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Why Luke Richardson bag-skated Blackhawks at practice despite epic comeback win in San Jose

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The Chicago Blackhawks overcame a four-goal deficit to beat the San Jose Sharks 5-4 in overtime on Saturday, and it was the franchise's biggest comeback win since Oct. 12, 2009 when they beat Calgary 6-5 in overtime after falling behind 5-0.

Still, Blackhawks head coach Luke Richardson put the team through an intense practice on Monday at Fifth Third Arena, which ended with the dreaded conditioning drills that you typically see in training camp. He wasn't pleased with the overall effort on the three-game road trip as a whole.

"Little bit to grab their attention," Richardson said. "I know we skipped out of the game luckily on top, and that's great on them that they were able to do that, but if we go back two games, we weren't happy with our performance in two games. That's just not professional enough for me. You have to do it every day.

"Sometimes that's the way the game is played: up and down the ice, or over and back. It sets home that it's really unacceptable for the standard that we want to have for work ethic. So we worked in practice today."

Richardson apparently gave a fiery speech to the team on the bench during one of the timeouts in the first period after his team fell behind 2-0.

"Not good things, I'll tell you that," Ryan Donato replied after the game when asked what was said by Richardson. "It was a little scary. Luke is a very kind guy, and when he needs to be, he can definitely get us going in the right direction if needs to. He definitely did for us this game."

Richardson's blood was boiling so much that he didn't feel the need to wait till the intermission to lay into his players.

"I didn’t want to waste a timeout that early in the game," Richardson said. "I don’t like doing that. But it just got to the point — and it didn’t get much better right away, but I think it might take time to settle. I didn’t really want to wait until the end of the first because it could trickle and get worse."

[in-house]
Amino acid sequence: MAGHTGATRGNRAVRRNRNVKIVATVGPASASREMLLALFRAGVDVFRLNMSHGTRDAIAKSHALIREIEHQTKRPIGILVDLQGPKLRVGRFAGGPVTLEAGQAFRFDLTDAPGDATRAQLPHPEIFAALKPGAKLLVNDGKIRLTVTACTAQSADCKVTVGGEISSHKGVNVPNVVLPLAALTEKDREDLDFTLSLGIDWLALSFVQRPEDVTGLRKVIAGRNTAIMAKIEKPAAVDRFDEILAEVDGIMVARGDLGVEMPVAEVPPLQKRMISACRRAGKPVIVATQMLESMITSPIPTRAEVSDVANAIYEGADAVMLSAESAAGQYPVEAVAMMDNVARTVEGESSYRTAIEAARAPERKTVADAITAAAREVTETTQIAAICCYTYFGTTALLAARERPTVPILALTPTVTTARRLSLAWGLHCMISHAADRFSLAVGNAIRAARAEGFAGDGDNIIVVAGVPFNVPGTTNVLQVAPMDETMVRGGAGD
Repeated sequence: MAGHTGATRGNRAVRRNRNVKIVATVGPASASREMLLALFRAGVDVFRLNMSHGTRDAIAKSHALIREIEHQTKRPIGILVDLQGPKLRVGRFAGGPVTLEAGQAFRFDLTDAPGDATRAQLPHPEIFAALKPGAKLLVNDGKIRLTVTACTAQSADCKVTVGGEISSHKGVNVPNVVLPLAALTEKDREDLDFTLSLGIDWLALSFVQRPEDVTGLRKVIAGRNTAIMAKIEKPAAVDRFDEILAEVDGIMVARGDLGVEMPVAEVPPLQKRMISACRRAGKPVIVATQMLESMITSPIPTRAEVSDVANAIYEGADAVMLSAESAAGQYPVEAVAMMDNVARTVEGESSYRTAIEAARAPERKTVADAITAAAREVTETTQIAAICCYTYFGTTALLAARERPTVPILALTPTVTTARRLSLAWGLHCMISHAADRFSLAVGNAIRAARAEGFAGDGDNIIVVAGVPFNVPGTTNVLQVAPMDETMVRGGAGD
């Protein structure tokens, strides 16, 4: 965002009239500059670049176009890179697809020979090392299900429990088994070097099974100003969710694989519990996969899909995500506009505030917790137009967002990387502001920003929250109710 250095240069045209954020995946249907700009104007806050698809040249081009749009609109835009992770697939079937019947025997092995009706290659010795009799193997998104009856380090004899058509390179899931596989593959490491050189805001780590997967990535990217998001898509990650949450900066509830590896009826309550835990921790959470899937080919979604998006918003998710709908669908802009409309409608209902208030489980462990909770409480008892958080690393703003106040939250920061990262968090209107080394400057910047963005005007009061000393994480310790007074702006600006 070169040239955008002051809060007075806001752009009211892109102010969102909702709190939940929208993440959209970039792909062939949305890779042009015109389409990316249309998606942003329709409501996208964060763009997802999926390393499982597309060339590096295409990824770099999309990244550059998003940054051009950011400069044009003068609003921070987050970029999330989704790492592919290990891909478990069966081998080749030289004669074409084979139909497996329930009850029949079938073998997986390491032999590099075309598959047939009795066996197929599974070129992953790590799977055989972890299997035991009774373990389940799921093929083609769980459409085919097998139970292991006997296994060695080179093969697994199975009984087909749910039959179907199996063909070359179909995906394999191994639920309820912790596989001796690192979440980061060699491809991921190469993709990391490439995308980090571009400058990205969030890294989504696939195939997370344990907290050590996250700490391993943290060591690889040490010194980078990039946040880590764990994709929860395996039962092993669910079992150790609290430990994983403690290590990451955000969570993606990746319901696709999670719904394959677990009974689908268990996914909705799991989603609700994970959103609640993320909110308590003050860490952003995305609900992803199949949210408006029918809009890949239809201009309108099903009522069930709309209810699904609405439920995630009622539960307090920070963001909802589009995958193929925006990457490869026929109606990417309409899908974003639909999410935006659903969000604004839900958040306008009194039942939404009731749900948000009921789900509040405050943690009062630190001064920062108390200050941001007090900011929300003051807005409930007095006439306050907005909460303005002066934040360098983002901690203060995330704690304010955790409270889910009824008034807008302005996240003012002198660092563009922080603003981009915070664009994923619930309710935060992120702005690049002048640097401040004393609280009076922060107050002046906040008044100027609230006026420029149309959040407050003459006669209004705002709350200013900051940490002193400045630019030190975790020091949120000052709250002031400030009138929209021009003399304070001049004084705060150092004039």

Richardson acknowledged that it did get worse after the Blackhawks fell into a deeper hole minutes into the second period, but the message was certainly received. It just took a little bit for the players to process it and execute.

Richardson typically has a calm demeanor on the bench and he doesn't like to blow up too often because it could get stale. But the first period in San Jose was one of those instances where he felt it was warranted.

"You’re right, I don’t think you can do that too often; it just falls on deaf ears after a while," Richardson said. "I think what you need to do is make them realize that this is up to them to be ready. We need to be ready and give them a good gameplan they can succeed at, which we did. 

"We’re always up for discussion with them about certain parts of our systems and what we do and questions on gray areas and how to fix them. ... We take that into consideration but when we feel like we’ve done our job and prepared them and we’re doing the exact opposite of what our pregame message was and our video of the other team was, and they’re doing the exact same thing they’re doing, that’s unprofessional and it’s unacceptable. I let them know that in the best way or fashion of urgency that I thought was needed at the time. 

"Then I tried to back off and say not too much at all. Even that sometimes is hard. I want to talk through a shift so other people can see what’s going on, on the ice and get the message, but I try to back off and let the assistants talk and do some stuff for the rest of the period. I didn’t go in between periods. I thought, why would I double up on the message and sound contradictory or repetitive? One of the two. So I just stayed out of there and let the veterans take that message and figure it out."

After staying out of the locker room during the first intermission, Richardson went into it for the second to remind the Blackhawks that they don't need to win the game in the first five minutes of the third period. They had a full 20 minutes plus overtime to score two goals and tie the game and finished off the comeback with two points.

And that's exactly what the Blackhawks did.

"I thought it was a full team effort," Richardson said, before letting out a smile and quipping: "A full team effort the first half of the game to get into that trouble, then a full team effort to get out of it. So, at least they all did it together."

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